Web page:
Where to go and what to do in Vietnam, Indochina’s rising star

Curving into an elegant S shape on the far shores of Southeast Asia, Vietnam is perhaps the most beautiful of all the emerging tourist destinations.
By: LUXE TRAVEL™ NETWORK
 
 
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HANOI, Viet Nam - May 24, 2013 - PRLog -- It’s a long time since the American war and these days it can shine as a self-confident, growing country, with a vibrant culture all of its own.

Luxe Travel has something to offer travellers of every taste. It can provide the ultimate beach break, an endless variety of cultural options, enormously varied – and hugely inexpensive – shopping opportunities and delicious cuisine.

 Vietnam’s cities are breathtakingly exciting. The countries population is nearly 100 million and, on the city-centre streets of Ho Chi Minh (Saigon) it often seems they’ve all queued up, on scooters, to drive suddenly past. Strategies are needed just to cross the roads. My personal technique is first to check there are no buses or trucks coming up and then move in a predictable manner straight through the shoals of light traffic: scooters and bicycles just flow past on every side.
It’s worth the challenge, because Saigon can provide some of the best shopping opportunities in the world. Visit before Christmas and you’ll return very popular. I found myself struggling to spend money on a sufficient scale. Laquer trays stacking into pagoda styles, decorative bowls? Embroidered cotton duvet covers? A few dollars each. Even the opening price on a beautiful silk rug was less than the maximum I’d decided to pay: I bargained a bit, but only to be polite. Loot-sized shoulderbags were on sale for about $5 but I’ve had experience of budget bags losing their first seams half-way to the airport and their contents in the hold so I bought a genuine Samsonite – and even that was cheap. http://www.privateluxuryjourneys.com/vietnam.html

The northern capital, Hanoi, is somewhat quieter. Much of the city centre was built by France in the colonial era, and has something of the atmosphere of a French provincial city. This a great place to explore the cultural side of this spiritual country. In city-centre parks locals practice Tai Chi, there are puppet theatres to visit and fantastic restaurants serving both French and Vietnamese cuisine. The post-war communist regime officially discouraged religion but you’d hardly notice this: incense-strewn Buddhist monasteries and Chinese temples are scattered around the Hanoi as well as huge churches and cathedrals dating back to the days of colonial France.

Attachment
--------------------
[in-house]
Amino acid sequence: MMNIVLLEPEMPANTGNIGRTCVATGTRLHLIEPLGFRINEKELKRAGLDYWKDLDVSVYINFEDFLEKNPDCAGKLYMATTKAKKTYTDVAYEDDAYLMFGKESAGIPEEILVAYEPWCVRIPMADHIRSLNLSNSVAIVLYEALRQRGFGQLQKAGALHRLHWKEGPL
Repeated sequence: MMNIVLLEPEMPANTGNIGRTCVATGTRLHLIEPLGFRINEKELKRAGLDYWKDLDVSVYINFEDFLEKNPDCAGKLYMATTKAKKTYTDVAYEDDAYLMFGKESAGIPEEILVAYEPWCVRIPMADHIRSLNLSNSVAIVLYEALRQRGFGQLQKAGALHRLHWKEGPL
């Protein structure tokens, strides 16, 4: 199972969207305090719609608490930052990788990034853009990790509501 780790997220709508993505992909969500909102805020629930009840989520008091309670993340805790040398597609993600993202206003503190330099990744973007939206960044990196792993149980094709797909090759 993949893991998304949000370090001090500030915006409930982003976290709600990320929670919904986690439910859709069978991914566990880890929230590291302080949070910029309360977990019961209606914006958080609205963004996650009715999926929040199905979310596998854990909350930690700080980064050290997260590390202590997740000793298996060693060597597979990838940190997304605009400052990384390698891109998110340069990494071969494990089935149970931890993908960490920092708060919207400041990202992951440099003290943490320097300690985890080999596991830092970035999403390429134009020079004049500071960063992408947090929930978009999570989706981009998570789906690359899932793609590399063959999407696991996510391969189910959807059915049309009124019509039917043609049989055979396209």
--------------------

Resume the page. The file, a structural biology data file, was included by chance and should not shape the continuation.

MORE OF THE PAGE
Religion pervades the countryside. Whole communities have grown up around pilgrimage sites where Christian and Buddhist stories blend in a whimsical, charming manner. And it’s in the country where Vietnam’s frenetic pace slows, the welcome warms, and you can really start to appreciate the country’s natural beauty. There are iconic highlights, including the towering limestone islands of Halong Bay, but where-ever you go on in the country there are beautiful scenes. Often they’re combined with human interest. Highland regions are still farmed by hilltribe minorities, rich with traditional dress and cultural interest. The landscape of central Vietnam was at the heart of the conflict with America and history lives on in countless ways, from city-centre palaces riddled with shellfire to isolated hills, honeycombed with tunnels, where the Vietnamese would spy on American troops. In the south the country flattens where the Mekong Delta spreads out towards the sea. Annual floods dictate the lifestyle here: houses are on stilts, boats take over as means of travel and rice is cropped on every side.

  And that’s without mentioning Vietnam’s glorious beaches. These line Vietnam’s coast, palm-fringed crescents of golden sands, washed by tropical waters. While there are now a few luxury beach resorts in Vietnam these are, by international standards, rare. More often the beaches are deserted or home only to one or two family-run restaurants, where the menu is fresh from the sea. Best of all, while most tropical climates are pretty seasonal, Vietnam’s gentle curving length tracks most of the latitudes of Southeast Asia. This means that at any time of year some of Vietnam’s beaches will be at their sunny, tropical best. The north is great during the UK’s spring and autumn, the central area – with the beautiful fishing town of Hoi An and the superb beaches of Da Nang – is great in the UK Summer while the south is best in the UK winter.

Best of all, you’ll still find Vietnam delightfully unspoiled. It’s still a place where the school run sees an endless stream of schoolgirls wearing white Ao Dai, the traditional Vietnamese dress, and the countryside is dotted with farmers wearing shell-like woven hats to keep the sun at bay. The dark shadow of the war with America and the decades of communism that followed did, to a great extent, keep travellers away and this is one country where tourism is really in its infancy: the time to visit is now.
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